Bushnell is a sleepy rail town of under 3,000 on the western edge of central Illinois, less than an hour’s drive from the Iowa border. An unassuming cluster of brick storefronts, sheet metal factories, and cylindrical granaries along the train tracks, it is enveloped on all sides by an ocean of cornfields, endless in all directions. A potato chip factory and a plant that makes hammers constitute its major industry; it also appears to be the ancestral home of rolled oats. But for twenty years it served as the home of Cornerstone Festival, the largest Christian music and arts festival in the entire world. Founded by Jesus People USA, a Chicago-based Christian commune affiliated with the post-Lutheran Evangelical Covenant Church, Cornerstone was launched in 1984 as “the Woodstock of the Jesus freaks” – initially held at a fairground in the Chicago suburb of Grayslake, the festival moved to a former farm in Bushnell in 1991. Every summer from then until 2012, some 25,000 to 30,000 people made the pilgrimage to rural Illinois to camp in a field, get rowdy, and worship God.
The scale of the operation aside, one thing made Cornerstone stand out amid countless other Christian music festivals. Alongside artists who made up the “mainstream” of Christian contemporary music (or CCM) – performers like Amy Grant, Jars of Clay, DC Talk – there were countless names that nobody who got their bearings from Christian radio would have recognized. And if you happened to wander ignorant into one of their sets, you wouldn’t find the placid, hand-waving praise-music audience you anticipated. Instead, you’d see dozens – if not hundreds – of youngsters with mohawks and patch-covered jackets slamming into each other to music of a brutality and volume you could not have imagined. You would have stumbled, as many did over the years, into the vibrant and intense underground of Christian hardcore.
In the early ’90s, an explicitly Christian scene began to grow inside the broader American music underground. In cities that incubated the punk rock of the ’70s and ’80s – places like Los Angeles, San Diego, and Philadelphia – “spirit-filled hardcore” bands with unequivocally religious lyrics began playing shows, releasing demos and records, and building an enthusiastic audience. But by the turn of the millennium, postindustrial flyover cities like Little Rock, Memphis, Birmingham, and various towns in Florida became the Christian underground’s most fertile seedbeds.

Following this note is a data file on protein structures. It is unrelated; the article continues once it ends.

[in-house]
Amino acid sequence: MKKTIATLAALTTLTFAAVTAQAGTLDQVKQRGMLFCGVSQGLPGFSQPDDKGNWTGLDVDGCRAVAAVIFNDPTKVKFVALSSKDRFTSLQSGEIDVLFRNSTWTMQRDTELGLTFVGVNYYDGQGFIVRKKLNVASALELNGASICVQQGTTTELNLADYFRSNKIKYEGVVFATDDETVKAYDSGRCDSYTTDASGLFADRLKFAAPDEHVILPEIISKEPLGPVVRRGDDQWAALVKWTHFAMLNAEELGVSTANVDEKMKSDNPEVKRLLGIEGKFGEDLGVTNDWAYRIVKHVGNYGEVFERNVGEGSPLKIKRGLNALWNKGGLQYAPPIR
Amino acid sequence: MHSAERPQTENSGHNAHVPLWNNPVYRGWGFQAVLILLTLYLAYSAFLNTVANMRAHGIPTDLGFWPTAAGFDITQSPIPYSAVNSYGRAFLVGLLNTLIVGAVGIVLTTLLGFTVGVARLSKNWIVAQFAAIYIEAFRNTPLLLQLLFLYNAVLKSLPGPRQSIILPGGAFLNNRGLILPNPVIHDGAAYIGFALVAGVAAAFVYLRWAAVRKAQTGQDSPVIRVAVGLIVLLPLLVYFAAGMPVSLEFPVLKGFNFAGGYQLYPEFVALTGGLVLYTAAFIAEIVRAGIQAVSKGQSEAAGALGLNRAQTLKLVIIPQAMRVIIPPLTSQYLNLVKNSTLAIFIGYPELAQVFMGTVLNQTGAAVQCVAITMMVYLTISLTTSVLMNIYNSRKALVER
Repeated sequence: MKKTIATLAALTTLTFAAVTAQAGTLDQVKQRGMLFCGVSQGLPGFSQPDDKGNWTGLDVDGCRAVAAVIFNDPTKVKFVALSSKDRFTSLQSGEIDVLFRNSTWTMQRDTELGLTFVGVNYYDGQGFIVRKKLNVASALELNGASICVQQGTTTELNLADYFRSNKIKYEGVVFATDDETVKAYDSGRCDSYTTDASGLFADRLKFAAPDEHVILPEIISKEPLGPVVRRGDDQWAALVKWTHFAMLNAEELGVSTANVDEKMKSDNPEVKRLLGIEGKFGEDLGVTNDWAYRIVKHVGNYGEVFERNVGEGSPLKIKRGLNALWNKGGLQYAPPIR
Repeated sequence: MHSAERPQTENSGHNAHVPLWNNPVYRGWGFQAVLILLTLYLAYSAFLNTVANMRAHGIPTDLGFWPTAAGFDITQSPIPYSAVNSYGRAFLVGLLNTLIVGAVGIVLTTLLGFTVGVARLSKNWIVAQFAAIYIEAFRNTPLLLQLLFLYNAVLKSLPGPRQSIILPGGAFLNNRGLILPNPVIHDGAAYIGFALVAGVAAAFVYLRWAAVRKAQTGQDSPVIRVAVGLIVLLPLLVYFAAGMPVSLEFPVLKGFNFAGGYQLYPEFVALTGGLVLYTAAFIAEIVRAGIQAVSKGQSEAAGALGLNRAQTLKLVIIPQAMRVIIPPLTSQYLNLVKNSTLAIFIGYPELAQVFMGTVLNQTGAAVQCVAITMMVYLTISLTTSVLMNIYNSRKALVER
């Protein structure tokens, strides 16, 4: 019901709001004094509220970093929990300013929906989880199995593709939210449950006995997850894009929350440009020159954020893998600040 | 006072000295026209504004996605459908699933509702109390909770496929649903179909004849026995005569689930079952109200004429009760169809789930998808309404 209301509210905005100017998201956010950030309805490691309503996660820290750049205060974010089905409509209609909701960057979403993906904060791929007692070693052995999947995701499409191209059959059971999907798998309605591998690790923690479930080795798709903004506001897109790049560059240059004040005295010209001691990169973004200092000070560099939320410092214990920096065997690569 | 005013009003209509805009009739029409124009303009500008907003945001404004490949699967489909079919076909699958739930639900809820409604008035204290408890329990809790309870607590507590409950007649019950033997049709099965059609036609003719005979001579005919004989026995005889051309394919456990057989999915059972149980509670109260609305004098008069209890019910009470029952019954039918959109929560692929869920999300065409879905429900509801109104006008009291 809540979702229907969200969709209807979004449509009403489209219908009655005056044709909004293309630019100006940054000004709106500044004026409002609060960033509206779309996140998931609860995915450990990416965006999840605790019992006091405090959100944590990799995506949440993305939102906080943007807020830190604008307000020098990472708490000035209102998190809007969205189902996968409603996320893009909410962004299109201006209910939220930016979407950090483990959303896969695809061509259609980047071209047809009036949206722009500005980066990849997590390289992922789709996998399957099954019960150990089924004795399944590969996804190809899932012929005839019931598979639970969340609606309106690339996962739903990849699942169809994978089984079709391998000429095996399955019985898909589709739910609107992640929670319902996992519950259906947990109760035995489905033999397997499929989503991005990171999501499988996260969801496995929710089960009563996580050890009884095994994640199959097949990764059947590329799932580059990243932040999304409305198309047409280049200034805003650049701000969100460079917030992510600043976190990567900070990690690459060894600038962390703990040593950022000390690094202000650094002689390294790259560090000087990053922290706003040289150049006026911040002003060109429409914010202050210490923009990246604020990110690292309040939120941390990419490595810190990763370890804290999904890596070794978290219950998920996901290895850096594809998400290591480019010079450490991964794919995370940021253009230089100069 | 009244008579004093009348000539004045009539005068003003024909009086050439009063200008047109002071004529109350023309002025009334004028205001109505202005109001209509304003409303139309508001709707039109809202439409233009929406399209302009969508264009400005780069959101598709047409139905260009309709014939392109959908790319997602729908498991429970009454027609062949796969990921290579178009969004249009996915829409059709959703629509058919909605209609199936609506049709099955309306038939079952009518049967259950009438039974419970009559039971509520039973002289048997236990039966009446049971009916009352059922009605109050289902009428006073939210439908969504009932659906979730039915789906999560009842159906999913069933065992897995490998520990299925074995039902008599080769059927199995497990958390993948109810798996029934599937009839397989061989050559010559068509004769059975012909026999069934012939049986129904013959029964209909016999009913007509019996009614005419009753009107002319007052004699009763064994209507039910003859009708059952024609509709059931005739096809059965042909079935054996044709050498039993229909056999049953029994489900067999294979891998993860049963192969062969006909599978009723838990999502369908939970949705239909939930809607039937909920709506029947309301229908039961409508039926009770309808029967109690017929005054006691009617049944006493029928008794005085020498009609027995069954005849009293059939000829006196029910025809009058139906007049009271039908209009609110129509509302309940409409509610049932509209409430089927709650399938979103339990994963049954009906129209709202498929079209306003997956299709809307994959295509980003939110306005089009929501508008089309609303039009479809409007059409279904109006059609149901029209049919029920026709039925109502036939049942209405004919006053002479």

In all waves, however, it was a thoroughly Evangelical affair, drawing from the ranks of Baptists, Pentecostals, and various nondenominational movements that rose to prominence in the ’80s and ’90s. It was a kind of gospel music of the disaffected youth at the End of History, one that sought to baptize punk rock and use it for purposes other than nihilistic rage. But it’s a misunderstanding to think of the Christian scene as simply a religious version of a fundamentally secular style of music. Many Christian bands were pivotal in staking out certain hardcore and metal subgenres: Eso-Charis and Training for Utopia count among the earliest metalcore bands; Focal Point and No Innocent Victim were “tough-guy” hardcore contemporaries of future Grammy nominees Hatebreed; Strongarm and Hopesfall were the earliest pioneers of a heavy-but-melodic sound that would later become fully mainstream. In some of these micro-scenes, God-fearing bands outnumbered the heathen.
In the early ’90s, however, when “secular” punk rock and hardcore was shaped according to the sentiments of groups like the Dead Kennedys (“all religions make me sick / all religions make me wanna throw up”), Crass (“He hangs upon his cross in self-righteous judgment / hangs in crucified delight, nailed to the extend of His vision”), and Minor Threat (“you picked up a Bible and now you’re gone / you call it religion, you’re full of shit”), Christian heavy music was forced to operate in an entirely separate, parallel universe. Christian bands were often unwelcome, excluded from the bars and punk venues similar-sounding “secular” bands would play, so many booked church basements as music venues. (The first hardcore show I ever attended was in a church basement in Mississippi.) But in many ways this exclusion became an advantage. Pastors saw a great opportunity for youth engagement; parents who hesitated to drop their teenagers off at a seedy club or punk house were thrilled to see their kids spending more time in a church; middle-American teenagers who might otherwise while away the hours pipe-bombing mailboxes or developing drug addictions found a place for positivity and a community oriented toward the highest good.